Julius Schönherr
CV: PDF
Teaching
Writing Wagner
I am a PhD student in the philosophy department at the University of Maryland. My research revolves around the cognitive foundations of human cooperative interaction and, more recently, on the nature of forgiveness. In my dissertation, I try to provide some answers to the question "How much mindreading is minimally necessary for cooperative activities such as joint action and coordination?". Feel invited to have a look at my one-page dissertation summary: PDF
Published Papers
When Forgiveness Comes Easy (In press). The Journal of Value Inquiry. Forgiveness, philosophical orthodoxy has it, must involve a causal process that leads from the recognition of the right kind of reasons (e.g. an apology) to forgoing some suitable negatively valenced emotion (e.g. resentment). In other words, forgiveness is said to require that the victim forswear resentment for the right reasons. In this paper, I will argue that undergoing such a process is not necessary for forgiveness. Rather, forgiveness consists in endorsing one’s having let go of resentment in light of the recognition of the right kinds of reasons. My view has desirable implications: First, it shows that, at times, forgiving can be easy. In the cases I have in mind the victim had lost her resentment long before an apology was issued. Second, I argue that, if philosophical orthodoxy were correct, agents would not generally be in the position to know whether they forgave. PDF
Lucky Joint Action (2018). Philosophical Psychology. In this paper, I argue that joint action permits a certain degree of luck. The cases I have in mind exhibit the following structure: each participant believes that the intended ends of each robustly support the joint action. This belief turns out to be false. Due to lucky circumstances, the discordance in intention never becomes common knowledge. However, common knowledge of the relevant intentions would have undermined the joint action altogether. The analysis of such cases shows the extent to which common knowledge of the participants’ intentions can be harmful to joint action. This extends a recent line of research that has questioned the necessity of common knowledge in joint action. PDF
Still Lives for Headaches (2018). Utilitas. There is no large number of very small bads that is worse than a small number of very large bads – or so, some maintain, it seems plausible to say. In this article, I criticize and reject two recently proposed vindications of the above intuition put forth by Dale Dorsey and Alex Voorhoeve. Dorsey advocates for a threshold marked by the interference with a person’s global life projects: any bad that interferes with the satisfaction of a life project is worse than any number of bads that don’t interfere with such a life project. Such thresholds, I argue, are broadly implausible. Voorhoeve gives a contractualist account for the irrelevance of minor bads. His account, I argue, does not, among other things, provide the right kind of reason in defense of the above intuition. PDF
Beyond ‘Interaction’: How to Understand Social Effects on Social Cognition (2017). British Journal of the Philosophy of Science (with Evan Westra). In recent years, a number of philosophers and cognitive scientists have advocated for an ‘interactive turn’ in the methodology of social-cognition research: to become more ecologically valid, we must design experiments that are interactive, rather than merely observational. While the practical aim of improving ecological validity in the study of social cognition is laudable, we think that the notion of ‘interaction’ is not suitable for this task: as it is currently deployed in the social cognition literature, this notion leads to serious conceptual and methodological confusion. In this paper, we tackle this confusion on three fronts: (1) we revise the ‘interactionist’ definition of interaction; (2) we demonstrate a number of potential methodological confounds that arise in interactive experimental designs; and (3) we show that ersatz interactivity works just as well as the real thing. We conclude that the notion of ‘interaction’, as it is currently being deployed in this literature, obscures an accurate understanding of human social cognition. PDF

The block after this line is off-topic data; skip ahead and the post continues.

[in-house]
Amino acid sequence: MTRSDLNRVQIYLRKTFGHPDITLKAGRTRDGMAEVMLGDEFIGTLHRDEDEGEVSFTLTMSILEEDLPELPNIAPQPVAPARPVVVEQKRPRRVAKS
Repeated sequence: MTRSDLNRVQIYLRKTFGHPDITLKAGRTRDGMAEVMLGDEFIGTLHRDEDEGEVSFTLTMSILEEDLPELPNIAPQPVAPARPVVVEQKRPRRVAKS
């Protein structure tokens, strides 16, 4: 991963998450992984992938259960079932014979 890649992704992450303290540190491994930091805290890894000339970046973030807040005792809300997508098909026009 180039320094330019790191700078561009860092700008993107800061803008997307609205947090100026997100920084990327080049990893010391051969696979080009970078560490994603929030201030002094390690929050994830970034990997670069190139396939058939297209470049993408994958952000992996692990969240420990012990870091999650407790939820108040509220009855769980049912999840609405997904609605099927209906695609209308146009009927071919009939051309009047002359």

What’s so Special About Interaction in Social Cognition? (2017). Review of Philosophy and Psychology. Enactivists often defend the following two claims: (a.) Successful interactions are not driven and explained by the interactors’ ability to mindread (i.e. the ability to attribute beliefs and desires to other agents). And (b.) the mechanisms enabling 2nd personal social cognition and those enabling 3rd personal social cognition are distinct. In this paper, I argue that both of these claims are false. With regard to (a.) I argue that enactivists fail to provide a plausible alternative to traditional accounts of social cognition in interaction. I examine and reject Hanne De Jaegher’s view according to which interaction is “constitutive” for social interaction. Furthermore, I critically discuss Shaun Gallagher’s and Daniel Hutto’s views according to which social interactions are exclusively driven by low level cognitive mechanisms such as “gaze following” and “emotion detection”. Concerning (b.), I rely on data from so called “spontaneous response” false belief tasks to show that interactive and observational paradigms require the same “social-cognitive” interpretation. PDF
Work in Progress